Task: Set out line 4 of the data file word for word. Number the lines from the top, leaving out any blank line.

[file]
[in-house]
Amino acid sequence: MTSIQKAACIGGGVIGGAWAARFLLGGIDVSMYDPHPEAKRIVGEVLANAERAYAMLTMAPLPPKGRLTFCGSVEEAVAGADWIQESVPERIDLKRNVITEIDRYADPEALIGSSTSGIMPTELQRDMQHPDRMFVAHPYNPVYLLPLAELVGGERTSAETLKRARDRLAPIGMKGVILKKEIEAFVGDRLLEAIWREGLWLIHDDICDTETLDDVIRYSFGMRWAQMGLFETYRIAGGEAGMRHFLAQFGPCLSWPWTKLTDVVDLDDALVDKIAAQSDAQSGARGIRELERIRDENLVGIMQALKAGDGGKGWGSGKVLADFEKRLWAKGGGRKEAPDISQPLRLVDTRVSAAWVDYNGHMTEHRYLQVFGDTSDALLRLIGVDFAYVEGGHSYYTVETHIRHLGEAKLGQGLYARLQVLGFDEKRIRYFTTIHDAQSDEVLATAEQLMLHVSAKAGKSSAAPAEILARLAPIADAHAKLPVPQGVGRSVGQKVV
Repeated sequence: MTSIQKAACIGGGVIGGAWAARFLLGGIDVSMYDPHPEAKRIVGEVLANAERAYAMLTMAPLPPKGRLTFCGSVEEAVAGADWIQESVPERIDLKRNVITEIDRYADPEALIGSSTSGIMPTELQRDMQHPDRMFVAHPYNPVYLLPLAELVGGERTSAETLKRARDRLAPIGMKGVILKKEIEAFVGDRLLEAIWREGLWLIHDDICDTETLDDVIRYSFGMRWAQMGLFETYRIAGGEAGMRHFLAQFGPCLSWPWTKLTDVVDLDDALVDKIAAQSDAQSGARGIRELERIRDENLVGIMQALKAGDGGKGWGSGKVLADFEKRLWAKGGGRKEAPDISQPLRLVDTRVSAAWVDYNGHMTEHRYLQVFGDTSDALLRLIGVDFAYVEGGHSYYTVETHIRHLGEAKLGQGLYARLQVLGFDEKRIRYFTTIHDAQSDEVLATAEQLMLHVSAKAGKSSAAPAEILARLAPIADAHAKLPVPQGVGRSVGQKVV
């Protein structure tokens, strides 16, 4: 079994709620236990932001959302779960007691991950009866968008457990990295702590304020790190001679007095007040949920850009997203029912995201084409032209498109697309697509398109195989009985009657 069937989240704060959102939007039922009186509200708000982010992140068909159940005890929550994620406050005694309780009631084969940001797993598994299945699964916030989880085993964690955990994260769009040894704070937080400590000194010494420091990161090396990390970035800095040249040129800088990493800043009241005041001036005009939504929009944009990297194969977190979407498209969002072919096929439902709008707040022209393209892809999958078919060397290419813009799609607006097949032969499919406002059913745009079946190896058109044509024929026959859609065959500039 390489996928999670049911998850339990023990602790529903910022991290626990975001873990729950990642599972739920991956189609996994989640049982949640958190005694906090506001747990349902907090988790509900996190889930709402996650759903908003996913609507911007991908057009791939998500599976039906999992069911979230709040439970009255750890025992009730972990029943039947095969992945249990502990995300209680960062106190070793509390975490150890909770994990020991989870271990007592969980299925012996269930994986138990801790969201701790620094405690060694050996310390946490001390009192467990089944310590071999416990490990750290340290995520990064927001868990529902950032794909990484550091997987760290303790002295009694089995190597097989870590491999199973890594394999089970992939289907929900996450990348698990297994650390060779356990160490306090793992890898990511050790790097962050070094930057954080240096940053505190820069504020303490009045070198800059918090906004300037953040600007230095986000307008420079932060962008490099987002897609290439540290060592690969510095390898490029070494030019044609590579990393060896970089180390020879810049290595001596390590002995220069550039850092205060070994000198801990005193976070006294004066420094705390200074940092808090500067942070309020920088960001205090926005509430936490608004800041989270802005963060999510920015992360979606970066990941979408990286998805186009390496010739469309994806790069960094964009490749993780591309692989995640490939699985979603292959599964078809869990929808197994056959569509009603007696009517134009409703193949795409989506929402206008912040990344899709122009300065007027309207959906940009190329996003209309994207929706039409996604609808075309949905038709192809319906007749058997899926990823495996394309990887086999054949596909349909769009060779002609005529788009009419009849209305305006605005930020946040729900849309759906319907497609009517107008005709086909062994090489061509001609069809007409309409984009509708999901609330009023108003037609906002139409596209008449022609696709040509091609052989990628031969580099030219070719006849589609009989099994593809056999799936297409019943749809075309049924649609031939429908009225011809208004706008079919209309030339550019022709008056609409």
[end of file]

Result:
């Protein structure tokens, strides 16, 4: 079994709620236990932001959302779960007691991950009866968008457990990295702590304020790190001679007095007040949920850009997203029912995201084409032209498109697309697509398109195989009985009657 069937989240704060959102939007039922009186509200708000982010992140068909159940005890929550994620406050005694309780009631084969940001797993598994299945699964916030989880085993964690955990994260769009040894704070937080400590000194010494420091990161090396990390970035800095040249040129800088990493800043009241005041001036005009939504929009944009990297194969977190979407498209969002072919096929439902709008707040022209393209892809999958078919060397290419813009799609607006097949032969499919406002059913745009079946190896058109044509024929026959859609065959500039 390489996928999670049911998850339990023990602790529903910022991290626990975001873990729950990642599972739920991956189609996994989640049982949640958190005694906090506001747990349902907090988790509900996190889930709402996650759903908003996913609507911007991908057009791939998500599976039906999992069911979230709040439970009255750890025992009730972990029943039947095969992945249990502990995300209680960062106190070793509390975490150890909770994990020991989870271990007592969980299925012996269930994986138990801790969201701790620094405690060694050996310390946490001390009192467990089944310590071999416990490990750290340290995520990064927001868990529902950032794909990484550091997987760290303790002295009694089995190597097989870590491999199973890594394999089970992939289907929900996450990348698990297994650390060779356990160490306090793992890898990511050790790097962050070094930057954080240096940053505190820069504020303490009045070198800059918090906004300037953040600007230095986000307008420079932060962008490099987002897609290439540290060592690969510095390898490029070494030019044609590579990393060896970089180390020879810049290595001596390590002995220069550039850092205060070994000198801990005193976070006294004066420094705390200074940092808090500067942070309020920088960001205090926005509430936490608004800041989270802005963060999510920015992360979606970066990941979408990286998805186009390496010739469309994806790069960094964009490749993780591309692989995640490939699985979603292959599964078809869990929808197994056959569509009603007696009517134009409703193949795409989506929402206008912040990344899709122009300065007027309207959906940009190329996003209309994207929706039409996604609808075309949905038709192809319906007749058997899926990823495996394309990887086999054949596909349909769009060779002609005529788009009419009849209305305006605005930020946040729900849309759906319907497609009517107008005709086909062994090489061509001609069809007409309409984009509708999901609330009023108003037609906002139409596209008449022609696709040509091609052989990628031969580099030219070719006849589609009989099994593809056999799936297409019943749809075309049924649609031939429908009225011809208004706008079919209309030339550019022709008056609409």